A look at the challenges single parents face and where they can turn for support

Whether you’re a single mom or a single dad, being a solo parent isn’t an easy job. It can be overwhelming to be in charge and on call, responsible for meals, homework, shopping, appointments and everything else. Raising children on a single income can also be a huge stressor. And it often seems like there’s never enough time to get everything done.

Single moms often struggle with self-worth, says Stacie Poythress, president and founder of Single Parent Advocate, a nonprofit that provides training and support for families. “Moms I work with have a hard time with feelings of failure or not feeling good enough; they are more likely to compare their family to others and feel that theirs is somehow ‘broken.’”

She advises moms to surround themselves with positive people and deliberately choose their perspective, focusing on the good qualities in themselves, their families and their lives rather than comparing their situation to others. “Make a list of all the things you ARE instead of the things you’re not. All types of families can be whole, complete and fulfilled,” she says.

Moms also must take good care of themselves so they can take good care of their families. “Single mothers are the most financially challenged group in the U.S. and often are working so hard that they put their own care last on their to-do list,” says Marika Lindholm, founder of Empowering Solo Moms Everywhere (ESME). “But it can be done by getting creative, being proactive and — most importantly — coming together.”

Look for low-cost, efficient ways to work out, like an online program to do when the kids are in bed, and consider a meal co-op with other moms to share cooking duties and to save time. Get to bed at a reasonable hour; you’ll probably get just as much done because you’re more efficient when you’re well-rested.

Single dads often encounter a lack of outside support considering men’s traditional reluctance to ask for help. “You know the old saying about how men don’t like to ask for directions?” asks best-selling author, speaker and fatherhood expert Armin Brott. “There’s a sense of ‘I don’t want anyone to know I don’t know how to do this.’ But nobody knows how to do it, and the sooner you can admit that, the better chance you’ll have of actually being able to do it well.”

Dads can also feel uncomfortable in traditionally ‘mom-dominated’ places. “School is sometimes seen as a ‘mom’s place,’ and dads can feel like they don’t belong or even like they’re viewed with suspicion at times,” says Eric Snow, executive director of WATCH D.O.G.S. (Dads of Great Students) an educational initiative of the National Center for Fathering. “Get involved anyway. Know your children’s teachers; get on their email lists. Join the PTA and volunteer at events. We want dads to feel comfortable being included as a nurturing presence, because the only way to change those perceptions is to show up.”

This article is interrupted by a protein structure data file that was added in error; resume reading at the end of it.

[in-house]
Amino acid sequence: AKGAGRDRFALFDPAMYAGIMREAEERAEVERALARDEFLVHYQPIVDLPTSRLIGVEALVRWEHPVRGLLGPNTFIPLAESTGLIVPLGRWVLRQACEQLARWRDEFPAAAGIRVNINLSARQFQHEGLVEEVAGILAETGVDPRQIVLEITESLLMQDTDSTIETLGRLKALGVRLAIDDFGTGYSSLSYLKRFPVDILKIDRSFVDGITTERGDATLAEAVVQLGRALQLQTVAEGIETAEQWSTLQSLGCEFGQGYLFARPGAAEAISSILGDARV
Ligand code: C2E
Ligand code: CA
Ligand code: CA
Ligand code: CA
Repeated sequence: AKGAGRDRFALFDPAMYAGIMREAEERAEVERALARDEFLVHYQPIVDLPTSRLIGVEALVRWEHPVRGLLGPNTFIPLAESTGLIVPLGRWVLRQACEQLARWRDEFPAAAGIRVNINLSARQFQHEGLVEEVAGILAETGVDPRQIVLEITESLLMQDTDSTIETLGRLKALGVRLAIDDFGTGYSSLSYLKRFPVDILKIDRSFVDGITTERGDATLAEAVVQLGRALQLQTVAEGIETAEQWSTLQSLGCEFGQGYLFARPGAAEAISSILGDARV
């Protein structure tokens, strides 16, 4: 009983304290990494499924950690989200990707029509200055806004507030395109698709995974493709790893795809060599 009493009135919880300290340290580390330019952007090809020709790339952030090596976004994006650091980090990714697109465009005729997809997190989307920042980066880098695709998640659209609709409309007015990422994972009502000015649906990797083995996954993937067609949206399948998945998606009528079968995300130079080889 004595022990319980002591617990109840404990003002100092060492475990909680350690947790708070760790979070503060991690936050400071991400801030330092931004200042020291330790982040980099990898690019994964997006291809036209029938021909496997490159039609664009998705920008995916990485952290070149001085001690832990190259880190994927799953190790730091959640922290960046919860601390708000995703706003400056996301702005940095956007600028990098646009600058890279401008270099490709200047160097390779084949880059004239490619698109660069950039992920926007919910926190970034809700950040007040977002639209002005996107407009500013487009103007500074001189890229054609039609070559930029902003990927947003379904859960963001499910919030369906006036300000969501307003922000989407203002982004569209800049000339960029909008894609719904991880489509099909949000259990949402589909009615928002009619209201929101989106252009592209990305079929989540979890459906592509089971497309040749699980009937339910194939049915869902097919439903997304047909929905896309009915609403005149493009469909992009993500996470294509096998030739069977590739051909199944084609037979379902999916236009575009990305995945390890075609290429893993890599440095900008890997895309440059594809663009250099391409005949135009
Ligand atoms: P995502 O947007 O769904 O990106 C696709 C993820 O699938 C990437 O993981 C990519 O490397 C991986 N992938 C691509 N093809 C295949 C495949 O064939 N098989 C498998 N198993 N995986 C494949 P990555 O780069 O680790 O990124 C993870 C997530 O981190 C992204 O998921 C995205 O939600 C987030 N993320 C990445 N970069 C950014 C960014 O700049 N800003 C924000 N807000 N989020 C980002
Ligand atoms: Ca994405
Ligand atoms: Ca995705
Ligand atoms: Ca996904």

Despite the seemingly superhuman effort it can sometimes take, raising kids solo also comes with unique rewards, including the qualities it can instill in your children.

 

Whether you’re a single mother or father, daily life can feel like walking a tightrope. Instead of toughing it out alone, build a network of other single parents to help with everyday logistics like carpooling or babysitting so you can talk with others dealing with similar struggles. Online groups can serve as a much-needed outlet available wherever you are. And you should never feel afraid to seek counseling for yourself or your family if you’re struggling.

Despite the seemingly superhuman effort, raising kids solo also comes with many rewards, including unique qualities it can instill in your children. “Kids of single parents can often be more resilient,” says Lindholm. “They can have more financial savvy because they’ve watched their parent make difficult choices, and they can be more independent because they’ve had to step up and be more helpful.”

The struggles, effort and devotion are worth it. “Dads I work with tell me it’s a life-changing thing and they would never go back,” Brott says. “You realize how important you are when you have a chance to be with your kids and mentor, teach and guide them, and there’s a tremendous sense of pride you get knowing you’ve raised a good kid.”